In the Spirit

In the absence of the completed word of God, spiritual gifts were necessary for the early church to carry out its mission. Today, if a question comes up, all that has to be done is to find the appropriate scriptures which provide the answer. But in New Testament times, it was not so easy because the sacred writings were still in the process of being lived out and then being written. The panoply of spiritual gifts were available in the local congregations so that the local church could then function in accordance with the dictates of King Jesus, and the brethren could learn to observe all that Jesus commanded. As Paul began this letter to the Corinthian congregation, he noted, "You are not lacking any gift" (I Corinthians 1:7). But because the gift was under the control of the user, there was some abuse and misuse of those manifestations of the Spirit, and the apostle Paul was compelled to write giving directions for the correction of such improper usage. He introduces his topic thusly: "Now concerning spiritual gifts, brethren, I do not want you to be unaware" (I Corinthians 12:1).

Even today there are those who pay "attention to deceitful spirits and doctrines of demons" (I Timothy 4:1), whether it results in Catholicism or the New Age movement. But for us who believe and know the truth, we will consult the "living oracles," the completed written word of God!

Manifestations of the Spirit

Forgiveness of sins and the indwelling Holy Spirit cannot be seen. The devil, of course, can take advantage of that fact and offer falsities pretending to offer forgiveness and the Spirit. Because these are in the realm of the unseen, many are duped into believing that they are saved when they are in fact just as lost as ever. But how can a sincere individual know that he is forgiven? In our time we can consult the written, living, and abiding word of God in order to know what to believe and do to be saved. But in the first century AD, the sacred pages constituting what we call the New Testament had not yet been composed, so the early church was dependent upon external, visible signs and prophecies to guide them in the paths of righteousness. Hence it was that God gave what He called gifts of the Spirit or manifestations of the Spirit to confirm the testimony concerning Jesus, to confirm the doctrines and practices implemented by the apostles, and to enable the early church to function in the absence of the written word of God.

While not specified in I Corinthians, these gifts were given only through the laying on of hands of the apostles. These manifestations of the Spirit were critical in laying out the direction the early church was to follow, and in enabling the apostles to establish congregations relatively quickly so that they could move the gospel on to the next location.

The Working of the Spirit

One of the Holy Spirit’s jobs is to orchestrate the plan of God on earth. The book of Acts, for example, opens by expressing that even Jesus, after His resurrection, "had by the Holy Spirit given orders to the apostles whom He had chosen" (Acts 1:2). The church had to be brought into existence by the action of the Holy Spirit as recorded in Acts chapter two, and it had to continue to be guided in its direction and outreach by that same Spirit. Hence, in accordance with the will of Jesus, the Holy Spirit established the kingdom of heaven first in Jerusalem, then extended it to Judea and Samaria, and finally to the remotest parts of the earth. Over and over the same cycle was repeated, as the writer of the book of Hebrews noted, concerning the exceedingly great salvation that had been ushered in, and in which all could participate: "After it was at the first spoken through the Lord," the writer commented, "it was confirmed to us by those who heard [the apostles], God also bearing witness with them, both by signs and wonders and by various gifts of the Holy Spirit according to His own will" (Hebrews 2:3,4). These gifts of the Holy Spirit are generally listed in Paul’s first epistle to the Corinthian brethren.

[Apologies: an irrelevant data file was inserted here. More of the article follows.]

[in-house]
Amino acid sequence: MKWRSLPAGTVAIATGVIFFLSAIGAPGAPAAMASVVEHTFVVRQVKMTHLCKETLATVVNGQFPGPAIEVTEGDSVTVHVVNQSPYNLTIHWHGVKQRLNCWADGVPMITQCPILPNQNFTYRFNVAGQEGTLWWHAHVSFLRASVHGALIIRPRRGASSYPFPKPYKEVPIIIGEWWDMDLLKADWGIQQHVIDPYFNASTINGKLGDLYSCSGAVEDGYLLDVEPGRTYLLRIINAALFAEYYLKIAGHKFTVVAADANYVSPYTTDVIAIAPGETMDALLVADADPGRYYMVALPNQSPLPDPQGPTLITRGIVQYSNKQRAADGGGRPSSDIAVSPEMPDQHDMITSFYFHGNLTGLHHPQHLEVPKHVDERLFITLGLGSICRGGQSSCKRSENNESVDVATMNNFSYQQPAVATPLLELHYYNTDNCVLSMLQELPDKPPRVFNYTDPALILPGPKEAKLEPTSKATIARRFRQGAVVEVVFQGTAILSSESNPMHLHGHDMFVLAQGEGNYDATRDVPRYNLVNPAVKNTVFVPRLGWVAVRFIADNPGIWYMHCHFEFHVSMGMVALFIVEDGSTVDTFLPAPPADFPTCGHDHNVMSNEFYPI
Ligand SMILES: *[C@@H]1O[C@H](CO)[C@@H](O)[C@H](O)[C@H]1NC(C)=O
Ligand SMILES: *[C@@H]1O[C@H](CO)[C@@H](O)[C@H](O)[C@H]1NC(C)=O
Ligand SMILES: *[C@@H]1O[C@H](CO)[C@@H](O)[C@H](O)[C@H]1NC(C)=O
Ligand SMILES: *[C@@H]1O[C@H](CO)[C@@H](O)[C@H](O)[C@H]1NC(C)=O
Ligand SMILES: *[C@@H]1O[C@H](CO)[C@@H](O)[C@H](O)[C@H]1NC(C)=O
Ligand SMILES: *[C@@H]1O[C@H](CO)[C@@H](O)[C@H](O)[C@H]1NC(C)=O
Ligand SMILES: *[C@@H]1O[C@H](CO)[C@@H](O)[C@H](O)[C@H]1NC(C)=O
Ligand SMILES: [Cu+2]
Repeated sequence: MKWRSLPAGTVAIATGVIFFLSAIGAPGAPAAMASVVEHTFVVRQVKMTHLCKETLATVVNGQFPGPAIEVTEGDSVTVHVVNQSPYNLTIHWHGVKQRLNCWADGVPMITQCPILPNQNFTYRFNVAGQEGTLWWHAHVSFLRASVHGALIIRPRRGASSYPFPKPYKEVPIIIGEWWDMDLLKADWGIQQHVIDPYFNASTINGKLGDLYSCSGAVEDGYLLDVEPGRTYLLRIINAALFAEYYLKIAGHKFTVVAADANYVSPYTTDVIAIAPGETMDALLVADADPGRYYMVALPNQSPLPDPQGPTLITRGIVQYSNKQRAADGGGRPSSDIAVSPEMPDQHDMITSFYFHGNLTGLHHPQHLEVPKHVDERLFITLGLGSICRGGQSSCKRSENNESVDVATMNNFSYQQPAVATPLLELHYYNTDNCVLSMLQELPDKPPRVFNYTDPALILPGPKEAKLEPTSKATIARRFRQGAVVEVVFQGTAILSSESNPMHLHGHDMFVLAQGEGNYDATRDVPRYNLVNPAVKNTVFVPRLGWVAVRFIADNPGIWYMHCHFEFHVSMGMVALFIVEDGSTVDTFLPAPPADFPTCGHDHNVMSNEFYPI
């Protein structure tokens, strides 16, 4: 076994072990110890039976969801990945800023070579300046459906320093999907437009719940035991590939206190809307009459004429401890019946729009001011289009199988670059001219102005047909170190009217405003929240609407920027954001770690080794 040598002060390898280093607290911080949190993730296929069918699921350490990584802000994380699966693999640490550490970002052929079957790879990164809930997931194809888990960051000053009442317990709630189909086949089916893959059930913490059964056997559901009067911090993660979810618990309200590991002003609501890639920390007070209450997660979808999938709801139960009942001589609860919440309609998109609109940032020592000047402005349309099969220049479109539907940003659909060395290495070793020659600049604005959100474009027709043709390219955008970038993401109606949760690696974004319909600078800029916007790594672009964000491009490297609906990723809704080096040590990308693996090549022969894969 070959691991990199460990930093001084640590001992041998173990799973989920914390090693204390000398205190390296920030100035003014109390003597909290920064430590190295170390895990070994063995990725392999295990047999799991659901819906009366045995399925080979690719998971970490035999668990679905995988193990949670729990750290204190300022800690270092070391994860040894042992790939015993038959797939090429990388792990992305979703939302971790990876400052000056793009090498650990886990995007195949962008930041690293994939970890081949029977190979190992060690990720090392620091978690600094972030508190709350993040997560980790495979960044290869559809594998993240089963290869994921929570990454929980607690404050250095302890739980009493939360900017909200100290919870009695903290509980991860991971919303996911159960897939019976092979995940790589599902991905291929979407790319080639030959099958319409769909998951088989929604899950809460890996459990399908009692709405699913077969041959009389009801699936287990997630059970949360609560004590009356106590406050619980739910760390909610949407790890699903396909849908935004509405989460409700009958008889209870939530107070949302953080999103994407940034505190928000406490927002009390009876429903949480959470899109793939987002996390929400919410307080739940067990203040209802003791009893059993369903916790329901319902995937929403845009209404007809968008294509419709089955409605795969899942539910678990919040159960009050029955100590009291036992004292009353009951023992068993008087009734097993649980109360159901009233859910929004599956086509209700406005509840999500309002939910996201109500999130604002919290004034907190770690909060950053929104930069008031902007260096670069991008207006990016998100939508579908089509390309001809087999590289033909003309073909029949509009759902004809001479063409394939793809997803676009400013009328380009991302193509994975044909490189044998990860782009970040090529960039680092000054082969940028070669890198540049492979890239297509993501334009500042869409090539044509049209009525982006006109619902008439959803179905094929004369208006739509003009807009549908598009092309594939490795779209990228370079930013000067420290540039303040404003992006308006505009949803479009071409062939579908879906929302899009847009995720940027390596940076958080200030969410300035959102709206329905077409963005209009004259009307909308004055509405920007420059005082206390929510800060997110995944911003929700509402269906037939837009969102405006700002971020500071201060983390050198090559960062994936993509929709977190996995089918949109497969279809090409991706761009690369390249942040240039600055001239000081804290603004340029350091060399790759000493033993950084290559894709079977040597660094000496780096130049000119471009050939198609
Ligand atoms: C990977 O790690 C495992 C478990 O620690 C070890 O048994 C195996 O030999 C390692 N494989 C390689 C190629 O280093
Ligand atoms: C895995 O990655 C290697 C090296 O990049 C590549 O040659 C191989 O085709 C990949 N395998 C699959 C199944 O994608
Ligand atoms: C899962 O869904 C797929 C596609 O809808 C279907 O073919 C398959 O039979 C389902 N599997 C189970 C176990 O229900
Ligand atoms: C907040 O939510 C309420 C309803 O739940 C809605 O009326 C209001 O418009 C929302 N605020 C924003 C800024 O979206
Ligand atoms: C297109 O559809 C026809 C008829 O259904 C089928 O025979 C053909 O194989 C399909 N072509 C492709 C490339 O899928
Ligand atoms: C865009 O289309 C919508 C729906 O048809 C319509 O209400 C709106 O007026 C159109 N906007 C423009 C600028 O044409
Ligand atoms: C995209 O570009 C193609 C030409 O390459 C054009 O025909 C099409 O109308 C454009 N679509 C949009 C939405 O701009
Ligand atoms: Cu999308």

"To each one," the apostle Paul had emphasized, was given a manifestation of the Spirit "for the common good." Thus the early church was able to spread very rapidly to all the world, to be able to go through the tremendous persecution and suffering it endured, and to be established as a historical fact as part of the basis the people of the twenty-first century have for believing in the teachings of the New Testament. Praise God for His infinite and long-reaching wisdom!

Gifts Resulting in Unity

"There is one body and one Spirit," the apostle Paul had stated. In the language of an earlier generation in America, the church is constitutionally and intentionally one. The Spirit produced that unity, and the brethren were to be "diligent to preserve the unity of the Spirit in the bond of peace" (Ephesians 4:3,4). In the first century churches, there was no completed, written set of scriptures called The New Testament. Hence the local congregations were dependent upon individuals having gifts of manifestations of the Spirit in order to effectively disseminate the gospel and to function as a unit for that purpose. The apostle thus emphasizes that gifts were given through the same Spirit, ministries were mobilized by the same Lord, and the effects of grace were given by the same God. Furthermore, the manifestations of the Spirit were given for the common good. The goal was for the church at Corinth, for example, to work together in their usage of their gifts rather than being split into factions.

Oneness, or unity, is the major driving force of the apostle in this section of the epistle. The backgrounds of the saints, whether Jew or Greek, whether slave or free, was irrelevant. The point was that now they were in the body of Christ, and were to lay aside the self-serving spirit which plagues the world, and subject themselves to the will of Christ. "For the body," says the apostle, "is not one member, but many" (I Corinthians 12:14).